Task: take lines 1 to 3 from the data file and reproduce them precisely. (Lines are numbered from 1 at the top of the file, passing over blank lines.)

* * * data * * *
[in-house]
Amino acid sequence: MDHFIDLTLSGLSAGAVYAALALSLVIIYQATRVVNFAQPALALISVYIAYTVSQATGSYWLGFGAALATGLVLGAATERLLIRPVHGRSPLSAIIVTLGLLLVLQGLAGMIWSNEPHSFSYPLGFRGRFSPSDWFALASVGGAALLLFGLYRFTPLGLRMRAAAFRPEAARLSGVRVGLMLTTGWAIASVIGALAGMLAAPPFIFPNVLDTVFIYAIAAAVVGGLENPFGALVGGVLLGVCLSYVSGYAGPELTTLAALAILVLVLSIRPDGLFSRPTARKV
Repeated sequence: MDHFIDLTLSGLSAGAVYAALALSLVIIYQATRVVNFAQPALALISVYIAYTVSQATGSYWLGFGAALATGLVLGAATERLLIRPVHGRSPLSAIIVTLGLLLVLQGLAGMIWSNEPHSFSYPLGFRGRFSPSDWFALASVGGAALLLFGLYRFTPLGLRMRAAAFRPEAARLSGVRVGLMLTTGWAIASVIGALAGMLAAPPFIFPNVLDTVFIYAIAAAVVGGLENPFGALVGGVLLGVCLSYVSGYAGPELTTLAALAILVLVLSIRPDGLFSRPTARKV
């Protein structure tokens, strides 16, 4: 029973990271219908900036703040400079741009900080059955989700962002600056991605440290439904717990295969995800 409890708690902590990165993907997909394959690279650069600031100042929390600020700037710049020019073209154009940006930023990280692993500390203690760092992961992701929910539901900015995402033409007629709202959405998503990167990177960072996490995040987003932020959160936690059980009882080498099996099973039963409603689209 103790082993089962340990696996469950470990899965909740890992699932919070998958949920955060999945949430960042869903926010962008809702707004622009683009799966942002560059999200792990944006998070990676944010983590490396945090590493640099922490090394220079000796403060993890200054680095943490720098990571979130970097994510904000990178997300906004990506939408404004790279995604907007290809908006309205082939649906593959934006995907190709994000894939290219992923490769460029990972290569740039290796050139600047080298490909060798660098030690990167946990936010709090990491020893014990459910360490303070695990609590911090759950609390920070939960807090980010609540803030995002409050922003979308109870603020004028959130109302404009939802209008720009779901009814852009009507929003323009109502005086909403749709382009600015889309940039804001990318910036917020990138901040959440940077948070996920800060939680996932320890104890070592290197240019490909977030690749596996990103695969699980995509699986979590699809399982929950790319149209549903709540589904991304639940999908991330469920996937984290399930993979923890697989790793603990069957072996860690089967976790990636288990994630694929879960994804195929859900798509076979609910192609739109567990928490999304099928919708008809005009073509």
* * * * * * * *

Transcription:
[in-house]
Amino acid sequence: MDHFIDLTLSGLSAGAVYAALALSLVIIYQATRVVNFAQPALALISVYIAYTVSQATGSYWLGFGAALATGLVLGAATERLLIRPVHGRSPLSAIIVTLGLLLVLQGLAGMIWSNEPHSFSYPLGFRGRFSPSDWFALASVGGAALLLFGLYRFTPLGLRMRAAAFRPEAARLSGVRVGLMLTTGWAIASVIGALAGMLAAPPFIFPNVLDTVFIYAIAAAVVGGLENPFGALVGGVLLGVCLSYVSGYAGPELTTLAALAILVLVLSIRPDGLFSRPTARKV
Repeated sequence: MDHFIDLTLSGLSAGAVYAALALSLVIIYQATRVVNFAQPALALISVYIAYTVSQATGSYWLGFGAALATGLVLGAATERLLIRPVHGRSPLSAIIVTLGLLLVLQGLAGMIWSNEPHSFSYPLGFRGRFSPSDWFALASVGGAALLLFGLYRFTPLGLRMRAAAFRPEAARLSGVRVGLMLTTGWAIASVIGALAGMLAAPPFIFPNVLDTVFIYAIAAAVVGGLENPFGALVGGVLLGVCLSYVSGYAGPELTTLAALAILVLVLSIRPDGLFSRPTARKV